The Human Papillomavirus (HPV) is responsible for 17,000 cancers in women
and 9,000 cancers in men every year. In the United States alone, over
4,000 women will die of the disease.
It's important to highlight that almost all of these dangerous, and
sometimes fatal, cancers can be prevented with a vaccine.
Vaccination against known viruses is not a new concept. The use of vaccines
in children in countries around the world have led to the near eradication
of deadly childhood infections, such as polio, measles, rubella and Hepatitis
B. The vaccine against four subtypes of HPV has been developed to reduce
infection with the virus responsible for approximately 75% of HPV subtype
known to cause cervical cancer (HPV 16 and 18) and 75% of HPV subtype
known to cause genital warts (HPV 6 and 11).
While the vaccine has been used for over 10 years with an excellent safety
profile, unfortunately, because HPV is a sexually transmitted infection,
controversy shrouds the vaccine, leading to misinformation and misguided
notions about the purpose of the inoculations.
One of the safest and most effective vaccines on the market, the two HPV
vaccines, Cervarix and Gardasil, are responsible for a marked decline
in cervical cancer cases. Cervarix vaccinates against infection with HPV
16 and 18. Gardasil vaccinates again HPV 6, 11, 16 and 18. More than 57
million doses of the HPV vaccine have been distributed to date. The vaccine
is recommended for boys and girls beginning at age 9 and up to the age of 26.
If age 9 sounds young to inoculate against a sexually transmitted disease,
keep in mind that a person will only be protected against contracting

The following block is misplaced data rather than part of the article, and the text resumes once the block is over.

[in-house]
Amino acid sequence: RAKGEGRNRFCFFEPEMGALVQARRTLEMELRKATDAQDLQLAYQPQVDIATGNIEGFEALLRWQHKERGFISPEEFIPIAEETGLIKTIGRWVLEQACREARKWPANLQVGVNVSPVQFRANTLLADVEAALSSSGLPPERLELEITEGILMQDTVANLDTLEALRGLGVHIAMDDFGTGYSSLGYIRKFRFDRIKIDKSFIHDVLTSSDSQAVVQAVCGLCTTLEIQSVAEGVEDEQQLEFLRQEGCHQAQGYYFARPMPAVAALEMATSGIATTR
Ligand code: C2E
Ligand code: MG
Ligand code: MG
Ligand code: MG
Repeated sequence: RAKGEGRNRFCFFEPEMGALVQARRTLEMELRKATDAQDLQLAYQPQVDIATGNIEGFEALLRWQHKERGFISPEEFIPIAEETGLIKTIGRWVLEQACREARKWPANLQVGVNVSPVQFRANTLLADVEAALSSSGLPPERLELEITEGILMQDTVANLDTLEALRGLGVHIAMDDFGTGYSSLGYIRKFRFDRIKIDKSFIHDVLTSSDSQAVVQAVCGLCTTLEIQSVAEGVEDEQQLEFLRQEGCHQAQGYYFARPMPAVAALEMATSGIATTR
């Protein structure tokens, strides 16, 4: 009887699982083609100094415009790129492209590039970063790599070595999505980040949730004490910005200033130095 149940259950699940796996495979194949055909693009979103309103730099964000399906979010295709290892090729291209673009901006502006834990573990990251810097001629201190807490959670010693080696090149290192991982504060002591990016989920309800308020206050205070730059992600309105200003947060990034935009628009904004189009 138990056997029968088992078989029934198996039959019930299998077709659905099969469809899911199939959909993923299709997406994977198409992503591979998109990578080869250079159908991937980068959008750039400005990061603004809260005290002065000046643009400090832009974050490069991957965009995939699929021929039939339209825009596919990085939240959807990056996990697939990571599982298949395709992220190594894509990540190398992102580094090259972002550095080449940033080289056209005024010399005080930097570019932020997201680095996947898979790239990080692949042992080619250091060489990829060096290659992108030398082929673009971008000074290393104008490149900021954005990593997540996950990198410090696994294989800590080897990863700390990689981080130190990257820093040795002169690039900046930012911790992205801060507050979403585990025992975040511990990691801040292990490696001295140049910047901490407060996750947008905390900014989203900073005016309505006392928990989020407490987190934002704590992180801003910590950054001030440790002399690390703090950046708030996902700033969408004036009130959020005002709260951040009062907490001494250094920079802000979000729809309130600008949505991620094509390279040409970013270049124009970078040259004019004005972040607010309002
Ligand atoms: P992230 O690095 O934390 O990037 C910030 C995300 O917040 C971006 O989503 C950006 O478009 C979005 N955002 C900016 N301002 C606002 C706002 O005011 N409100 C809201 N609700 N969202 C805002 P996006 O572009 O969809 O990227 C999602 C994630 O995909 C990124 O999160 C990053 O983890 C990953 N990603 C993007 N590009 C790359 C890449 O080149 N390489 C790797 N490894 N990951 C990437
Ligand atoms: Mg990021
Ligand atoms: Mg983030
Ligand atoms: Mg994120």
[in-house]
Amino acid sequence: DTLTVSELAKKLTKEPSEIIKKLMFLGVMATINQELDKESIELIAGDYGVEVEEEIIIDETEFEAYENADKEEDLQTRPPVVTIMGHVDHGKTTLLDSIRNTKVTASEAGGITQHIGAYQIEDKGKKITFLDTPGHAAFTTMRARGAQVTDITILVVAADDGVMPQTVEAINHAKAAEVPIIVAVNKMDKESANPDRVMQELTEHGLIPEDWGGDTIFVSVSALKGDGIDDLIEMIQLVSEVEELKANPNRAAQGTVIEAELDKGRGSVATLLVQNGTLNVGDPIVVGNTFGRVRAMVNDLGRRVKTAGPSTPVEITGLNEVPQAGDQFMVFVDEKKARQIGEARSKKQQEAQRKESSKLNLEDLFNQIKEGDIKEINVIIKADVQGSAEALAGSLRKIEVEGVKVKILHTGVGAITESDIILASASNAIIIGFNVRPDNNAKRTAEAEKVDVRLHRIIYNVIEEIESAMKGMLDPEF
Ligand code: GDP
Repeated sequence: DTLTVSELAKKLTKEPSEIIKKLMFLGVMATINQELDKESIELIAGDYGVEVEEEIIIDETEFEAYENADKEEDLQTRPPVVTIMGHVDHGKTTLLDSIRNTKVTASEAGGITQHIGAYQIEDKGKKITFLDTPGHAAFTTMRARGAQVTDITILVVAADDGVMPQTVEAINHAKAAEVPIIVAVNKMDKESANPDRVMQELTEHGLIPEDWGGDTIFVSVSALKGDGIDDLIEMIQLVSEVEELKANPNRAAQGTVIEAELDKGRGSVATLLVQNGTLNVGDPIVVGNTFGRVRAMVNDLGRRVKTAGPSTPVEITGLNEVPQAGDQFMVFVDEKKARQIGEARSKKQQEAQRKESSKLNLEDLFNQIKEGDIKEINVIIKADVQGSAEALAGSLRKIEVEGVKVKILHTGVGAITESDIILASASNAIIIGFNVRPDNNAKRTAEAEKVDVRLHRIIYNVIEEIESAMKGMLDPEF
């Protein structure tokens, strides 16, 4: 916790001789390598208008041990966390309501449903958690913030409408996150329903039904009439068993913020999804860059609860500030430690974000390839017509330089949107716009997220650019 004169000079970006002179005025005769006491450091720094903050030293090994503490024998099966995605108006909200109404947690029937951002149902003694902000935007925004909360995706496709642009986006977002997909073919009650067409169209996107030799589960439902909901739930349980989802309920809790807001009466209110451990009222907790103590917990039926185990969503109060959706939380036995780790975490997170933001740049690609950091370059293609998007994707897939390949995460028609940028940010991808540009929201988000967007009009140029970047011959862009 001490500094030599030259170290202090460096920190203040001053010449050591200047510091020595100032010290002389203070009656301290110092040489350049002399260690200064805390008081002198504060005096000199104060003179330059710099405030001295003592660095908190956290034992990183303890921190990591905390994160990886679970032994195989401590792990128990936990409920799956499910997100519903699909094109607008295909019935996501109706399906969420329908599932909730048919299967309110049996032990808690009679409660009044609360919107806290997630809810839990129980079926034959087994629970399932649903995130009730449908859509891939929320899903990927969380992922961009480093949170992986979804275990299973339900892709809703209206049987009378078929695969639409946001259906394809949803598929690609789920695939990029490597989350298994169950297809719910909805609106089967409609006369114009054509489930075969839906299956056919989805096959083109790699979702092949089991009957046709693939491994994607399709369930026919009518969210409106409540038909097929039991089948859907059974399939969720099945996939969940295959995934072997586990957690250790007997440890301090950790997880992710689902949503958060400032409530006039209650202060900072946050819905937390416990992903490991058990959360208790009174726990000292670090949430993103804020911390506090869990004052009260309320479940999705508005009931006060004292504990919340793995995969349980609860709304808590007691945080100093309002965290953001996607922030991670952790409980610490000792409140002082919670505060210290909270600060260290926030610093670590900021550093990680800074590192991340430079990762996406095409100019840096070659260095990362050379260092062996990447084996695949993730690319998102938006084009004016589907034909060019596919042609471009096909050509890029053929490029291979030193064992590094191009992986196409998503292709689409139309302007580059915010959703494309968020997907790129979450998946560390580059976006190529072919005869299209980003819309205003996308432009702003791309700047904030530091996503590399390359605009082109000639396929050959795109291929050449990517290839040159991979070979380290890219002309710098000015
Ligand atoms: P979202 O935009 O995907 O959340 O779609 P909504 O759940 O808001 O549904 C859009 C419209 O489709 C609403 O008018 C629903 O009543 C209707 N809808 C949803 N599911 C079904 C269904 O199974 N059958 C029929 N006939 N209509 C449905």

the HPV viral subtypes if he or she is vaccinated before becoming sexually
active. Since it is rare for a teen to ask permission before engaging
in sexual activity, inoculating them in childhood helps ensure that they
will truly be protected. In order to capture more children getting vaccinated
with HPV, the vaccine can be administered with other vaccines common in
childhood or boosters given to children prior to entering school.
Unfortunately, a misconception persists that vaccinating a child against
a sexually transmitted disease will make them more likely to engage in
sexual activity. Study after study has found that this is not the case.
One study published last year in the journal Pediatrics, found that the
vaccine did not serve as a "license" to teen girls to engage
in sexual activity – it had no effect on girls' behavior or
decisions about sex. Unfortunately, children who are not protected with
the vaccine also don't base their decisions on their vaccination status.
According to recent research, nearly one third of children ages 14 to
19 are already infected with some form of HPV.
Clearly, the need for this vaccine is great. Currently, 80% of women are
infected with HPV by the age of 50. Cervical cancer used to be the No.
1 cause of cancer death for women in this country. Now, with regular screening
and robust vaccination program, cases of cervical cancer have continued
to decrease to the lowest level in history. While physicians have recommended
the vaccine for girls since 2006, there has been a push in the last two
years to vaccinate boys too. Men are typically asymptomatic carriers,
and it is anticipated that the vaccine will help reduce the incidence
of anal/rectal, penile and throat cancer, as well genital warts in men.
The bottom line is that most forms of cervical cancer and genital warts
are preventable diseases. The HPV vaccine can safely and effectively protect
people from developing these painful, deadly forms of cancer. So let's
start preventing cancer and get the HPV vaccine.